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Down Syndrome in Your Teen: Care Instructions


Most teens with Down syndrome are able to live healthy, happy lives. They have the same social needs as other teens. Most will want to date, make friends, and have close relationships. You can help prepare your child to do these things.

You can help your child learn about proper social skills and behaviour. But be aware of the social challenges and risks your child may face at this time. For example, these teens often don't have the same understanding of physical boundaries. They may not know when someone means to harm them.

Your teen may need extra support to learn adult life skills. And your teen may also need support to take care of their mental health. Your doctor can help you find resources for occupational therapy and counselling.

Follow-up care is a key part of your child's treatment and safety. Be sure to make and go to all appointments, and call your doctor or nurse advice line (811 in most provinces and territories) if your child is having problems. It's also a good idea to know your child's test results and keep a list of the medicines your child takes.

How can you care for your teen at home?

  • Encourage your teen to take part in school and community activities. Give your teen the chance to form healthy friendships. Friends can help your teen feel happy and like they are part of the group.
  • Support your teen's interests, such as in art or music.
  • Start early to prepare your child for healthy adult relationships. Puberty starts at about the same age for teens with Down syndrome as for other young people. Your child will have many of the same sexual feelings as other teens.
    • Discuss love, mutual respect, kindness, and how to form friendships.
    • Discuss birth control in a clear, simple way.
    • Teach safer-sex practices to prevent sexually transmitted infections.
    • Teach respect for his or her body and the bodies of others.
    • Talk openly about your morals and beliefs.
  • Be involved with your child's education. Your child may need an adapted curriculum and might attend special classes.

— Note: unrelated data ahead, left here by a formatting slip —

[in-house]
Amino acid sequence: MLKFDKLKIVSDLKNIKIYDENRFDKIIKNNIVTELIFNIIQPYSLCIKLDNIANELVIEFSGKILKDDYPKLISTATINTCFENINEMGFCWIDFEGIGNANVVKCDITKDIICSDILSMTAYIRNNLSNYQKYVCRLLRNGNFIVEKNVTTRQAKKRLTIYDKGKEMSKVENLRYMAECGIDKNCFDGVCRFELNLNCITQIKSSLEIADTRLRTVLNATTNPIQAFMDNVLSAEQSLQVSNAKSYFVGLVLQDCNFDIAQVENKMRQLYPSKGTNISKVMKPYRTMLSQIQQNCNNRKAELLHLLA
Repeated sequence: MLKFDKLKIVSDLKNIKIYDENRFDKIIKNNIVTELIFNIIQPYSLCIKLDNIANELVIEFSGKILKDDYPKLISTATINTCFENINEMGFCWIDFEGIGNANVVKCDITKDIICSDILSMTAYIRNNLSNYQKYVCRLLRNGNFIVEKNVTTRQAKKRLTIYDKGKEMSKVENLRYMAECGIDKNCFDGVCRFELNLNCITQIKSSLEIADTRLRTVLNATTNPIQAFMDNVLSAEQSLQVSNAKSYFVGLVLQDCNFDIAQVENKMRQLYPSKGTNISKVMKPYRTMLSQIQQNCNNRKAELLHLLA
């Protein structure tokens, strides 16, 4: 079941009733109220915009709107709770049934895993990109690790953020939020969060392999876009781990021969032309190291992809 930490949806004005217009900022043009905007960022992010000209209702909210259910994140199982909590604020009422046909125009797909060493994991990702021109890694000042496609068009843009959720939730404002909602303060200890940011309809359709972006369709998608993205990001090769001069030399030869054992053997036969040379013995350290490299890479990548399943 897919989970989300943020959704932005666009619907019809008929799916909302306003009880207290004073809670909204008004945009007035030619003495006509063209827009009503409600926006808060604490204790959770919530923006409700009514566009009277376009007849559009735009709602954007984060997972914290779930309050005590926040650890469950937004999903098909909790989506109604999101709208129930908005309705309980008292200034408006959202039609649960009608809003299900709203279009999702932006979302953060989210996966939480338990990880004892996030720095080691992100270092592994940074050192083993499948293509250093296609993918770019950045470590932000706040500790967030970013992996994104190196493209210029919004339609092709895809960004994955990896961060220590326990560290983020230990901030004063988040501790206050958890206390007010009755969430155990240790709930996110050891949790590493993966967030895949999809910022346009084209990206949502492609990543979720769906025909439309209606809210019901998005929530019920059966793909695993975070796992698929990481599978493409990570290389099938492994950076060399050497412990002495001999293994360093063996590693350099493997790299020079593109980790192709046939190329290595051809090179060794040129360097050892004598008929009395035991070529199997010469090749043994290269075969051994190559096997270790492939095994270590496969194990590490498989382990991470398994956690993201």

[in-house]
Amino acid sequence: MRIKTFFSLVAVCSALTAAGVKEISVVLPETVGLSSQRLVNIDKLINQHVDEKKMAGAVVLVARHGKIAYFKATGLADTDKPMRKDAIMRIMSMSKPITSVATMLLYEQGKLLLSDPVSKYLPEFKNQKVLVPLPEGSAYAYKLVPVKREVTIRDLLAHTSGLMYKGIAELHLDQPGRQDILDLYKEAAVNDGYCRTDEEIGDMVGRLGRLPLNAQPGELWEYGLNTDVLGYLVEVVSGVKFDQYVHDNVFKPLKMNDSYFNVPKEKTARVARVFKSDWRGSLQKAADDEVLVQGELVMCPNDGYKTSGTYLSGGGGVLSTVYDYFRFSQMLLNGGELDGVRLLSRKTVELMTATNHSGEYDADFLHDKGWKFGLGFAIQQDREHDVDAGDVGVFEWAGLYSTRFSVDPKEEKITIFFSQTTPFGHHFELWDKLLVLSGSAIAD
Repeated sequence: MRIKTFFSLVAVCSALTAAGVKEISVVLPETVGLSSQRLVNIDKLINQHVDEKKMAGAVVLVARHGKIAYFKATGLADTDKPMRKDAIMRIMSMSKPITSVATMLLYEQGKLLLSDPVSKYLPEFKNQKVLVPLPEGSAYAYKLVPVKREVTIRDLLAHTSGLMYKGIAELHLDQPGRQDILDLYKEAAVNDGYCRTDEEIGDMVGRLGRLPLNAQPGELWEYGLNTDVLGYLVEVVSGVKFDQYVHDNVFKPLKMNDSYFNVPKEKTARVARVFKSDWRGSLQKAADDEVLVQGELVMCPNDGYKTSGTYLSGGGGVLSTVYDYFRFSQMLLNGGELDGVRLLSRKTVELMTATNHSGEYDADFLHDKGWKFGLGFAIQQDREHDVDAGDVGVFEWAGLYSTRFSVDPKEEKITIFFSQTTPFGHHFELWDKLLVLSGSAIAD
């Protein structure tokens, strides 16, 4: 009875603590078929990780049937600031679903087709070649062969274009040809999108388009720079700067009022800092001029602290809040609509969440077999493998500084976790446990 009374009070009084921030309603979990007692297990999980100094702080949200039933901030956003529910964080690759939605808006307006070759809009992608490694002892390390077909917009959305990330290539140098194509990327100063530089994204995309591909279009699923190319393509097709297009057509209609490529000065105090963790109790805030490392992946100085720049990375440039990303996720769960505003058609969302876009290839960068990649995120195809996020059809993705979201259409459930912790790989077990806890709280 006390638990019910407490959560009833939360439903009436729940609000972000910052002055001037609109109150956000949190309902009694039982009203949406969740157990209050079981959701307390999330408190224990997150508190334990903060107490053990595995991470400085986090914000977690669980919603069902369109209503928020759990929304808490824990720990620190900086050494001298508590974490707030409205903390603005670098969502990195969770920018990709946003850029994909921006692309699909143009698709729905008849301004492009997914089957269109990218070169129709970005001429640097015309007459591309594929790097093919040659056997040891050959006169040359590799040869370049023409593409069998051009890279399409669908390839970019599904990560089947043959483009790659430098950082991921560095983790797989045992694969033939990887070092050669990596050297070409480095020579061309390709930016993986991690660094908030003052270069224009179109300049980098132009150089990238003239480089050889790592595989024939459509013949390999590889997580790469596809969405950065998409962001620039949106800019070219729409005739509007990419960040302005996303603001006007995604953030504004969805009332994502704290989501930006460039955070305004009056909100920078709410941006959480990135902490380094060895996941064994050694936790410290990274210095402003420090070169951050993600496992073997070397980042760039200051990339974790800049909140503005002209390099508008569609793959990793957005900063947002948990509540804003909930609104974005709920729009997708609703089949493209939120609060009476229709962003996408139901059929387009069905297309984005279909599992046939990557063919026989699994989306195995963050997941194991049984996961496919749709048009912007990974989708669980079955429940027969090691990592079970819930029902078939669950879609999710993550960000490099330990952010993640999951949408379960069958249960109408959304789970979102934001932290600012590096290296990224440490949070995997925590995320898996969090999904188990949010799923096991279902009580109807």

• Help your child set a daily routine to take care of hygiene needs. Teach him or her to shower or bathe and use deodorant.
  • Encourage your child to be active. Find activities your teen enjoys. Regular exercise is important for your child's health and well-being.
  • Help your child avoid abuse by teaching them how to be assertive and to recognize threats. These teens are more at risk for sexual abuse, injury, and other harm. Carefully screen caregivers. Teach your child to go out with a buddy. Talk about how to respond to strangers.
  • Seek counselling for your teen if you notice signs of depression. Your teen is at increased risk for depression, especially after a loss or a major upset in the normal routine. A change in behaviour is often the first sign of a problem.
  • Start planning for your teen's future. Many adults with Down syndrome have jobs and live independently in group homes or apartments with support services. Occupational therapy can help teach your teen the skills they need for adult life.

When should you call for help?

Watch closely for changes in your child's health, and be sure to contact your doctor or nurse advice line if your child has any problems.

Where can you learn more?

Go to

Enter H961 in the search box to learn more about "Down Syndrome in Your Teen: Care Instructions".

Care instructions adapted under license by your healthcare professional. If you have questions about a medical condition or this instruction, always ask your healthcare professional. Healthwise, Incorporated disclaims any warranty or liability for your use of this information.